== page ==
By Tim Linscott
It may be a can of worms he is opening, but it is a can the Perkins County School Board feels needs to be opened.
School board member Jayson Bishop pondered the question at the March school board meeting, “Are there too many offerings for activities with the number of students at PCS?”
“I know this is a can of worms but it is something I’ve wanted to ask for a while,” Bishop told his fellow school board members. “We can’t offer a big number of class offerings here but we have good offerings for extra curricular. We have less kids now and more program offerings than when I was in school. I am not sure we can sustain that.”
Carlie Wells, activities director for PCS explained that once a program is cut, it is hard to bring back, especially a sport.
“Sports are hard because of scheduling once they are cut, things like speech and quiz bowl aren’t too hard,” Wells said.
Looking at scheduling for students needs to be considered as Wells told board members that if a student is in FCCLA and FFA, they will miss an entire week of school due to conventions in the near future.
“If a kid is in track, spring play, things like FCCLA or FFA, they aren’t at school a lot,” Wells said. “It can wear on them. Some kids are up at 1 a.m. doing homework because of all of the activities.”
Tim Johnson, a senior at Perkins County High School, participates in sports and One-Act. He said a typical day for him is getting to school at 8 a.m. and is home by 6 p.m.
He explained he rarely gets stressed with juggling activities and homework. He likes the wide range of activities you can pick from at the school.
“You can pick what you want to be involved in, so it is up to you, really, on how busy you want to be,” Johnson said.
PCHS senior Elizabeth Krajewski is in FCCLA, FFA, swing choir, volleyball, basketball, the fall musical, spring play, band and chorus.
There are days that she is at school at 7 a.m. and does not get home until 7:30 p.m.
Despite being at school for over 12 hours in a single day, Krajewski would not have it any other way.
“Without all of the activities I would get bored,” Krajewski said, adding she doesn’t really feel like she has stress to balance her schoolwork and activities. “When I was an underclassman, maybe, but my senior year hasn’t been that bad. I like being busy.”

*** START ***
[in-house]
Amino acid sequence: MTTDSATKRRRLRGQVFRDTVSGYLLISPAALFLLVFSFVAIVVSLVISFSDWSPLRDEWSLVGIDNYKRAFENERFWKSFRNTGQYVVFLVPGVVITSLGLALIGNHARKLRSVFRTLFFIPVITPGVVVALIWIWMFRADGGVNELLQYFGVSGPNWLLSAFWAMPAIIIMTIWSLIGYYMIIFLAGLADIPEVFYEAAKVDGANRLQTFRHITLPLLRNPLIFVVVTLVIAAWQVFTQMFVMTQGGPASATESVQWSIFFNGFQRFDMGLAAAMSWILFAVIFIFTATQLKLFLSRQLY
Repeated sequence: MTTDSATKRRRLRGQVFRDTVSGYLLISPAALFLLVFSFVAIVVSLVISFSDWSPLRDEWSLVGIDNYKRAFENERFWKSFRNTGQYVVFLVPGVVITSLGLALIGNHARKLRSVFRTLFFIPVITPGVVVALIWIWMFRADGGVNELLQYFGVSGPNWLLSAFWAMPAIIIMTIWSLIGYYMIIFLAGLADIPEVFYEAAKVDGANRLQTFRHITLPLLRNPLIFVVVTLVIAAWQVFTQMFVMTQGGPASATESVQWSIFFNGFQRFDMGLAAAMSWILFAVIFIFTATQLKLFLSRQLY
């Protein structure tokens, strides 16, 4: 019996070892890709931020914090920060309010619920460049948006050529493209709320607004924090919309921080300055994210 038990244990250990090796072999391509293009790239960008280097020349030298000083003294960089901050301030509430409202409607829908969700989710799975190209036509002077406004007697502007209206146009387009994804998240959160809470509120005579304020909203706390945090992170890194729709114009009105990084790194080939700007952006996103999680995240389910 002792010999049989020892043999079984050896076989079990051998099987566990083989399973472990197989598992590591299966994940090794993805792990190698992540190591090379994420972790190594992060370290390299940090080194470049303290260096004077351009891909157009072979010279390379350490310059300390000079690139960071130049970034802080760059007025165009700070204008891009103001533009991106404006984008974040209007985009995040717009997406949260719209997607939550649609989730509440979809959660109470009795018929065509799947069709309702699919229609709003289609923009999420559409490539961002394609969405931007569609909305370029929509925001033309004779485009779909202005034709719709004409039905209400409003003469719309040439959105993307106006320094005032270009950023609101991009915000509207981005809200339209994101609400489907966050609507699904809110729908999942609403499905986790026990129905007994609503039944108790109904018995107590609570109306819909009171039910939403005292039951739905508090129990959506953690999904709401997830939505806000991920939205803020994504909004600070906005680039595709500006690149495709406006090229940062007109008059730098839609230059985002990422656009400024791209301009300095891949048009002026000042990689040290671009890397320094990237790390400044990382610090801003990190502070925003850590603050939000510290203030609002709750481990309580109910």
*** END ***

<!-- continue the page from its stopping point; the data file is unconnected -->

She said she is thankful to have that many choices in the school district.
PCS Superintendent William Hakonson told board members that a survey of students for future participation should be done now so that next year coaching staffs, sponsors and volunteers, not to mention schedules, can be properly formulated. He also explained that once contracts for coaches are in place, the school has to honor that whether there are students participating or not.
“It is good to have options but if you have a sport or activity and you hire a coach and spend money on the program and only one or two kids are out, is that worth it?” Hakonson asked school board members.
School board president Shawn Turner explained that girls golf has already gone through a similar situation where five golfers are required to make up a team and the numbers were not looking good for a season.
“The girls went out and recruited some other girls to fill out the team,” Turner said.
The wrestling team had nine wrestlers at the beginning of the season and only four finished the season. However, last year PCS had a state champion and this year a student medaled at state wrestling.
Hakonson suggested to the board that a list be made of activities that are vulnerable due to lower numbers in recent years and survey the students.
PCHS principal Dean Friedel suggested possibly alternating between a spring play and fall musical each year. With mock trial and the one act play being in close proximity of each other, looking at options to help free up students’ schedules was discussed by the board.
A survey has been sent out to students to gauge the situation.
The issue will be discussed further at next month’s school board meeting.